April 22, 2017

EARLY FRIDAY BOX OFFICE: “Fate” Slows But Outraces “Unforgettable,” “The Promise,” and the Rest


Considering the almost laughably low level of the competition it faced, THE FATE OF THE FURIOUS (Universal) didn’t hold up well on its 2d Friday.  Preliminary numbers at Deadline have the day at $11.4M, down 75% from last week’s opening day.  That’s worse than the 72% Friday-to-Friday drop for Furious 7 (which was coming off a much bigger number), and not that far away from the infamous 82% drop for Batman vs. SupermanFate is heading for a 63% weekend fall to $37M, barely above the $35.2M 2d weekend for Fast & Furious 6, and with a $162M 10-day total lower than that one’s $171M (which had the benefit of 4-day Memorial Day opening weekend).  Fate may not get past $225M in the US, far below Furious 7‘s $353M, and even below Fast & Furious 6‘s $238.7M.  Of course, as we saw last week, the Furious saga is now a more successful version of Warcraft, with over 80% of its global total earned outside the US (much of it in China), so even if it drops as sharply overseas as it did here, it’s still likely to end up over $1B worldwide.  This does, however, make one wonder how the studio’s plan to next produce a Vin Diesel-less spinoff installment will fare, especially if that carries the huge $400M production/marketing pricetag of Fate.

The weekend’s openings ranged from dismal to horrific.  Once each year or two, Disney pretends that it isn’t in singleminded pursuit of massive franchise dollars by releasing a “Disneynature” documentary for Earth Day, and this year’s is BORN IN CHINA (Disney).  It had a fairly standard start at $1.65M (2015’s Monkey Kingdom began with $1.55M), and should earn $4.8M for the weekend, finishing with around $18M.  No doubt here, too, the studio hopes for a disproportionate response in China.

The producers of THE PROMISE (Open Road) reportedly pledged that any profits would go to charity, something they’re unlikely to have to worry about.  The large-scale narrative about the Turkish massacre of Armenians during World War I cost something like $90M in production costs alone, and is suffering an opening day of $1.7M, on its way to a $4.5M weekend that won’t put a dent in its losses.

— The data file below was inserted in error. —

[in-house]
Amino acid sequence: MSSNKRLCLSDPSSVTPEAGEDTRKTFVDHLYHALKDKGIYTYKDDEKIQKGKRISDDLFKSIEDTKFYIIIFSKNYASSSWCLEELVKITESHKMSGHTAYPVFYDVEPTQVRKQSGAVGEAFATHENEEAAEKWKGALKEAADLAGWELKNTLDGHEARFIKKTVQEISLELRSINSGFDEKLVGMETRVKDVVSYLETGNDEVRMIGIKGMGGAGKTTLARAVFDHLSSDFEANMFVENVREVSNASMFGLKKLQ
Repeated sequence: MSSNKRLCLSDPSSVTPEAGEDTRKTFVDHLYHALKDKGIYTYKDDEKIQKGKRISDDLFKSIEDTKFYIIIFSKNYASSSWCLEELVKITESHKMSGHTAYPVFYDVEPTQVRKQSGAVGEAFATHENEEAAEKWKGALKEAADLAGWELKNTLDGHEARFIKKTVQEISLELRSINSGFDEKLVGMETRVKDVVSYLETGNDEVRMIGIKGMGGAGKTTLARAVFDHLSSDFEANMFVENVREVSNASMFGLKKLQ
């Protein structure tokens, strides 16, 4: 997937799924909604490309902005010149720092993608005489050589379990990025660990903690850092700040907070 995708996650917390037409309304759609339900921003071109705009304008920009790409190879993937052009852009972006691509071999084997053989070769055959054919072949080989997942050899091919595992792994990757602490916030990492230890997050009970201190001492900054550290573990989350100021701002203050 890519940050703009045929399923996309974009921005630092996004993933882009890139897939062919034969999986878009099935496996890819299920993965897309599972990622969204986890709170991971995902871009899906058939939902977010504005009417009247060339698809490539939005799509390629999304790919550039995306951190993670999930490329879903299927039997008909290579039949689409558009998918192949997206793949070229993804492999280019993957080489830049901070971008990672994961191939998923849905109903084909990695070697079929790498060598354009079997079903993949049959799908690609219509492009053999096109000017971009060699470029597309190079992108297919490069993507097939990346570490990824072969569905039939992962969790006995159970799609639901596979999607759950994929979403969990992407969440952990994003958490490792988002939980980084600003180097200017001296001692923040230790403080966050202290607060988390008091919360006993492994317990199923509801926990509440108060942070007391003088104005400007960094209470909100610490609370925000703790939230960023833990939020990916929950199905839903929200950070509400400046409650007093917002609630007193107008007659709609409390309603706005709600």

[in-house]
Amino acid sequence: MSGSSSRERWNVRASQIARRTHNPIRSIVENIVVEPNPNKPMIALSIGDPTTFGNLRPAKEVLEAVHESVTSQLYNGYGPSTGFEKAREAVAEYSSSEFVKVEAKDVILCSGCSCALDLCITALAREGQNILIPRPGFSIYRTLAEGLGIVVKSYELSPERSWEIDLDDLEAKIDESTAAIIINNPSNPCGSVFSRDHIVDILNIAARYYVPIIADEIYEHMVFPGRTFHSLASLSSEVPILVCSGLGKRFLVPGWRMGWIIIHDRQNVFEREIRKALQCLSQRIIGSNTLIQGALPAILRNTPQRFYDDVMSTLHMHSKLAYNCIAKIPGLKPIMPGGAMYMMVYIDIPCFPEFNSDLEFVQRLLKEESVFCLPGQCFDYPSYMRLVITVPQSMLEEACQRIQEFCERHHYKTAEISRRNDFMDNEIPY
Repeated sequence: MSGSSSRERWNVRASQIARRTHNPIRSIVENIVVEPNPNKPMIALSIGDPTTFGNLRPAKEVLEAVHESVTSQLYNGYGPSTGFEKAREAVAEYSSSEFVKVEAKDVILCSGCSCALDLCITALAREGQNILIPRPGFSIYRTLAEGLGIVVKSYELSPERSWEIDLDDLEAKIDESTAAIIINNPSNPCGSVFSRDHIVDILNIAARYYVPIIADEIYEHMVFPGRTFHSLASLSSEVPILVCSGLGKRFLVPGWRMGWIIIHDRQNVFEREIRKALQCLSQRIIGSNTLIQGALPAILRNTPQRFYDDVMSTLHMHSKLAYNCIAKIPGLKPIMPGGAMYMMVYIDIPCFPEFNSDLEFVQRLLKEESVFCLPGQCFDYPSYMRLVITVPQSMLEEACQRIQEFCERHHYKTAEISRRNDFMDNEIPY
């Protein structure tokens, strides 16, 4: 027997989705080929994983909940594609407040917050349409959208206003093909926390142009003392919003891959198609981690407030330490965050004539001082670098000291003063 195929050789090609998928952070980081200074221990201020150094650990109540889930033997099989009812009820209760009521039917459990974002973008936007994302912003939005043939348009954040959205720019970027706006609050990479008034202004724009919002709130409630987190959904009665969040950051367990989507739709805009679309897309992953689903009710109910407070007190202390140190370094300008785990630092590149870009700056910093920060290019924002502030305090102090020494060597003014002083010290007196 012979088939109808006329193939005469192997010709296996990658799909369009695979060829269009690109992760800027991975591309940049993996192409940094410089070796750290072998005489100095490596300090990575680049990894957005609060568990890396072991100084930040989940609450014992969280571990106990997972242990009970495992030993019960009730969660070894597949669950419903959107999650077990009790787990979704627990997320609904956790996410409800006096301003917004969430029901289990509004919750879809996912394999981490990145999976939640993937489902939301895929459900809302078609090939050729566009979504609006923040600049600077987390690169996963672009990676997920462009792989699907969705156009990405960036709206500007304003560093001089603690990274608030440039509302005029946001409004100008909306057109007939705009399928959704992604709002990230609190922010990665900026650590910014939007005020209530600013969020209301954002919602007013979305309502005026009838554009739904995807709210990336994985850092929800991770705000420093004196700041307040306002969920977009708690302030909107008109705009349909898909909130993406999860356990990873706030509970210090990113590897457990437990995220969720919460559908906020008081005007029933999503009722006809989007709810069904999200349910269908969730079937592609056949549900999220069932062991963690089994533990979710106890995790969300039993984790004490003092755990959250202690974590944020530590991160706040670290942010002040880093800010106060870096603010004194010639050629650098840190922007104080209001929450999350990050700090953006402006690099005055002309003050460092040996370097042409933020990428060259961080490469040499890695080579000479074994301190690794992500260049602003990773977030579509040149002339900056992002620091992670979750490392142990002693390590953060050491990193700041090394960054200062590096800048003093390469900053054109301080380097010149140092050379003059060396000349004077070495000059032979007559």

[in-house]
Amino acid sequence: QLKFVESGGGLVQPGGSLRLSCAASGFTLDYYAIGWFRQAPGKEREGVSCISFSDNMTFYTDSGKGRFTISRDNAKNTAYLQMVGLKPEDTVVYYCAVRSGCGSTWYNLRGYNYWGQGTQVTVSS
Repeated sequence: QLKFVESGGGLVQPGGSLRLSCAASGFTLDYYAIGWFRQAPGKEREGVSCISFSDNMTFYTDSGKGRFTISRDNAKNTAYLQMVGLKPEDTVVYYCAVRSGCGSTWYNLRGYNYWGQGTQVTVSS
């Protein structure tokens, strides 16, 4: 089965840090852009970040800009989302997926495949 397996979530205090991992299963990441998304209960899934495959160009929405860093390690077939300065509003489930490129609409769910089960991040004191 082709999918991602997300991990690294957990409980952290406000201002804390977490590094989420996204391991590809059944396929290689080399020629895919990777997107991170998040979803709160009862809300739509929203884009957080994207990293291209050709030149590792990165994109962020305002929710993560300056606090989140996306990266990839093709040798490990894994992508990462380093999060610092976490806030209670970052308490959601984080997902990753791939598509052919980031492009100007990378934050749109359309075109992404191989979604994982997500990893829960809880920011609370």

UNFORGETTABLE (Warners) is an unusual low-budget B-movie release by the mothership studio rather than its New Line division, very possibly related to the fact that director Denise Di Novi is a longtime studio producer whose Warners’ films date back to Tim Burton’s Batman Returns in 1992.  Despite a $12M production cost and relatively low-level marketing, it’s going nowhere with a $1.6M opening day and $4.5M weekend.

The “found footage” horror cheapie PHOENIX FORGOTTEN (Cinelou) had tiny production and marketing costs, but will still be a loser with $550K on Friday and a $1.5M weekend.

FREE FIRE (A24) seemed like it might be indie filmmaker Ben Wheatley’s chance to taste some commercial success, with its action-genre riff and a cast including Brie Larson and Armie Hammer, not to mention Wheatley’s usual set of mixed but often enthusiastic reviews.  But it was not to be, as Fire had a terrible $280K opening day and won’t reach $1M for the weekend.

GIFTED (Fox Searchlight) expanded to wide release at 1986 theatres but continued its blah performance with $1.3M on Friday for a $4M weekend, as it hopes to make its way to $20M.

THE LOST CITY OF Z (Bleecker Street/Amazon) shot from 4 theatres to 614, but didn’t show much promise with a $600K Friday and a likely $2M weekend.

All this mediocrity and worse were good for the holdovers.  2d place for the weekend will go to THE BOSS BABY (DreamWorks Animation/20th), which had a sharp 53% Friday-to-Friday drop to $3.1M because of Good Friday last week, but should stabilize to a $11M weekend, on track for a $160M US total.  BEAUTY & THE BEAST (Disney) similarly fell 47% from last Friday to $2.7M, and should have a $9M weekend as it continues toward $490M in the US.  SMURFS: THE LOST VILLAGE (Columbia/Sony) lost 57% from last Friday to $1.1M for a $4M weekend and $40M US total.  GOING IN STYLE (Village Roadshow/RatPac/New Line/Warners) fell a slimmer 36% from last Friday to $1.4M, for a $4.5M weekend and $40M in the US.


About the Author

Mitch Salem
MITCH SALEM has worked on the business side of the entertainment industry for 20 years, as a senior business affairs executive and attorney for such companies as NBC, ABC, USA, Syfy, Bravo, and BermanBraun Productions, and before that, at the NY law firm of Weil, Gotshal & Manges. During all that, he has more or less constantly been going to the movies and watching TV, and writing about both since the 1980s. His film reviews also currently appear on and In addition, he is co-writer of an episode of the television series "Felicity."